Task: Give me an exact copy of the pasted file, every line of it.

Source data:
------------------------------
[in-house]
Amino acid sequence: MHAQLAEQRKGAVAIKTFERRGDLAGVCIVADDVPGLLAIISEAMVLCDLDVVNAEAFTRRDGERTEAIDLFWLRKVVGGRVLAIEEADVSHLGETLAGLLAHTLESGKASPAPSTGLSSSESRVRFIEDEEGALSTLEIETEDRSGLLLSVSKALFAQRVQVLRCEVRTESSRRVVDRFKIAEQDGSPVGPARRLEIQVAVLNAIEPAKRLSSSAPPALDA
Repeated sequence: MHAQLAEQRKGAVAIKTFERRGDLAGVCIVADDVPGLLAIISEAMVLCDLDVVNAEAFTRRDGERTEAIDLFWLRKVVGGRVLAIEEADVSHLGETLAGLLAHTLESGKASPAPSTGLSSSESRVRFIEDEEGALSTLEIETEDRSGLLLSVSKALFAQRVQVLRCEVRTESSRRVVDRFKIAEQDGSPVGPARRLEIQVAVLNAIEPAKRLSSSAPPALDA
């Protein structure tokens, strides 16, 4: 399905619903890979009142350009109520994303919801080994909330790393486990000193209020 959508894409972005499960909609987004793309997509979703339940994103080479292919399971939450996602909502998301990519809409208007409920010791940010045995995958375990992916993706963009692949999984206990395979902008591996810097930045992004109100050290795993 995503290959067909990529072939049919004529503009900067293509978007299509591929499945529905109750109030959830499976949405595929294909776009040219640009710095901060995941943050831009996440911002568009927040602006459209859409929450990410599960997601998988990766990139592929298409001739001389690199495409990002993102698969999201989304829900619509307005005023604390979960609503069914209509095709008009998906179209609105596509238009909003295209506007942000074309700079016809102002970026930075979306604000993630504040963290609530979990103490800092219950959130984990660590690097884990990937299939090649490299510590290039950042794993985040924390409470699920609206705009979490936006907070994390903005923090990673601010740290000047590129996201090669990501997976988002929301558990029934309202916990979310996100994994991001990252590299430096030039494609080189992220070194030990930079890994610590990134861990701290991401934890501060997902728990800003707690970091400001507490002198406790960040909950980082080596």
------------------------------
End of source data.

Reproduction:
[in-house]
Amino acid sequence: MHAQLAEQRKGAVAIKTFERRGDLAGVCIVADDVPGLLAIISEAMVLCDLDVVNAEAFTRRDGERTEAIDLFWLRKVVGGRVLAIEEADVSHLGETLAGLLAHTLESGKASPAPSTGLSSSESRVRFIEDEEGALSTLEIETEDRSGLLLSVSKALFAQRVQVLRCEVRTESSRRVVDRFKIAEQDGSPVGPARRLEIQVAVLNAIEPAKRLSSSAPPALDA
Repeated sequence: MHAQLAEQRKGAVAIKTFERRGDLAGVCIVADDVPGLLAIISEAMVLCDLDVVNAEAFTRRDGERTEAIDLFWLRKVVGGRVLAIEEADVSHLGETLAGLLAHTLESGKASPAPSTGLSSSESRVRFIEDEEGALSTLEIETEDRSGLLLSVSKALFAQRVQVLRCEVRTESSRRVVDRFKIAEQDGSPVGPARRLEIQVAVLNAIEPAKRLSSSAPPALDA
């Protein structure tokens, strides 16, 4: 399905619903890979009142350009109520994303919801080994909330790393486990000193209020 959508894409972005499960909609987004793309997509979703339940994103080479292919399971939450996602909502998301990519809409208007409920010791940010045995995958375990992916993706963009692949999984206990395979902008591996810097930045992004109100050290795993 995503290959067909990529072939049919004529503009900067293509978007299509591929499945529905109750109030959830499976949405595929294909776009040219640009710095901060995941943050831009996440911002568009927040602006459209859409929450990410599960997601998988990766990139592929298409001739001389690199495409990002993102698969999201989304829900619509307005005023604390979960609503069914209509095709008009998906179209609105596509238009909003295209506007942000074309700079016809102002970026930075979306604000993630504040963290609530979990103490800092219950959130984990660590690097884990990937299939090649490299510590290039950042794993985040924390409470699920609206705009979490936006907070994390903005923090990673601010740290000047590129996201090669990501997976988002929301558990029934309202916990979310996100994994991001990252590299430096030039494609080189992220070194030990930079890994610590990134861990701290991401934890501060997902728990800003707690970091400001507490002198406790960040909950980082080596």